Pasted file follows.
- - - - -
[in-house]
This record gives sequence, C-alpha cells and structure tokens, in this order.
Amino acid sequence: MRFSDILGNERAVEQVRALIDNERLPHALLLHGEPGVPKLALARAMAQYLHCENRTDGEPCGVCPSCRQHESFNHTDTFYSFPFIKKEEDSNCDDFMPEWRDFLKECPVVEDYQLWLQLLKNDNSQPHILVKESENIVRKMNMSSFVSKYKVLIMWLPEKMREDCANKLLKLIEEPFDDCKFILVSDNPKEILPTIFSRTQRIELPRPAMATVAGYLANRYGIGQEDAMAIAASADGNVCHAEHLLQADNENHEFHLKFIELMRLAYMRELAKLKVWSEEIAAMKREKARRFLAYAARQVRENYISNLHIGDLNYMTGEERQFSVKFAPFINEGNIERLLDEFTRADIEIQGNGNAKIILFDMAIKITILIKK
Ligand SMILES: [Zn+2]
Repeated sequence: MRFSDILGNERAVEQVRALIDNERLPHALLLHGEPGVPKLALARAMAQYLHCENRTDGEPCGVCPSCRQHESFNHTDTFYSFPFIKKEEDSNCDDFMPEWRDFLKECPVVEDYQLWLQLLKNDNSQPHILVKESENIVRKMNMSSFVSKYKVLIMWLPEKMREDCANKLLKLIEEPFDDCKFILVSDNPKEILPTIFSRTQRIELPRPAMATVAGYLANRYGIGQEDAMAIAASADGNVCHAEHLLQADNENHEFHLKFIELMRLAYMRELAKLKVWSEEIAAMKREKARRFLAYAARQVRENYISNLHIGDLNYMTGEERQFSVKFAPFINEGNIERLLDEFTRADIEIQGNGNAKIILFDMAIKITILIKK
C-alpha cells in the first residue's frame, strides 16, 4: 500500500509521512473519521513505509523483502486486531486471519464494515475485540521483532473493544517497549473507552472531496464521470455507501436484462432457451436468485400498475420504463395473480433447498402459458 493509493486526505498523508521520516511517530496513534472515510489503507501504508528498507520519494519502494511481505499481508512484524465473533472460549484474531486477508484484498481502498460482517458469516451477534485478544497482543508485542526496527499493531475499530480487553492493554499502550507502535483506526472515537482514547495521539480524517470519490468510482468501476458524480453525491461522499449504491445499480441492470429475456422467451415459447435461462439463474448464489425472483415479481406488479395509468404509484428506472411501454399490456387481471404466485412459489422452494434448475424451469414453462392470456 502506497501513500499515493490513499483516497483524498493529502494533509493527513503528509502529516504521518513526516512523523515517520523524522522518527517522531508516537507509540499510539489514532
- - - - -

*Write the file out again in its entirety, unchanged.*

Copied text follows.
[in-house]
This record gives sequence, C-alpha cells and structure tokens, in this order.
Amino acid sequence: MRFSDILGNERAVEQVRALIDNERLPHALLLHGEPGVPKLALARAMAQYLHCENRTDGEPCGVCPSCRQHESFNHTDTFYSFPFIKKEEDSNCDDFMPEWRDFLKECPVVEDYQLWLQLLKNDNSQPHILVKESENIVRKMNMSSFVSKYKVLIMWLPEKMREDCANKLLKLIEEPFDDCKFILVSDNPKEILPTIFSRTQRIELPRPAMATVAGYLANRYGIGQEDAMAIAASADGNVCHAEHLLQADNENHEFHLKFIELMRLAYMRELAKLKVWSEEIAAMKREKARRFLAYAARQVRENYISNLHIGDLNYMTGEERQFSVKFAPFINEGNIERLLDEFTRADIEIQGNGNAKIILFDMAIKITILIKK
Ligand SMILES: [Zn+2]
Repeated sequence: MRFSDILGNERAVEQVRALIDNERLPHALLLHGEPGVPKLALARAMAQYLHCENRTDGEPCGVCPSCRQHESFNHTDTFYSFPFIKKEEDSNCDDFMPEWRDFLKECPVVEDYQLWLQLLKNDNSQPHILVKESENIVRKMNMSSFVSKYKVLIMWLPEKMREDCANKLLKLIEEPFDDCKFILVSDNPKEILPTIFSRTQRIELPRPAMATVAGYLANRYGIGQEDAMAIAASADGNVCHAEHLLQADNENHEFHLKFIELMRLAYMRELAKLKVWSEEIAAMKREKARRFLAYAARQVRENYISNLHIGDLNYMTGEERQFSVKFAPFINEGNIERLLDEFTRADIEIQGNGNAKIILFDMAIKITILIKK
C-alpha cells in the first residue's frame, strides 16, 4: 500500500509521512473519521513505509523483502486486531486471519464494515475485540521483532473493544517497549473507552472531496464521470455507501436484462432457451436468485400498475420504463395473480433447498402459458 493509493486526505498523508521520516511517530496513534472515510489503507501504508528498507520519494519502494511481505499481508512484524465473533472460549484474531486477508484484498481502498460482517458469516451477534485478544497482543508485542526496527499493531475499530480487553492493554499502550507502535483506526472515537482514547495521539480524517470519490468510482468501476458524480453525491461522499449504491445499480441492470429475456422467451415459447435461462439463474448464489425472483415479481406488479395509468404509484428506472411501454399490456387481471404466485412459489422452494434448475424451469414453462392470456 502506497501513500499515493490513499483516497483524498493529502494533509493527513503528509502529516504521518513526516512523523515517520523524522522518527517522531508516537507509540499510539489514532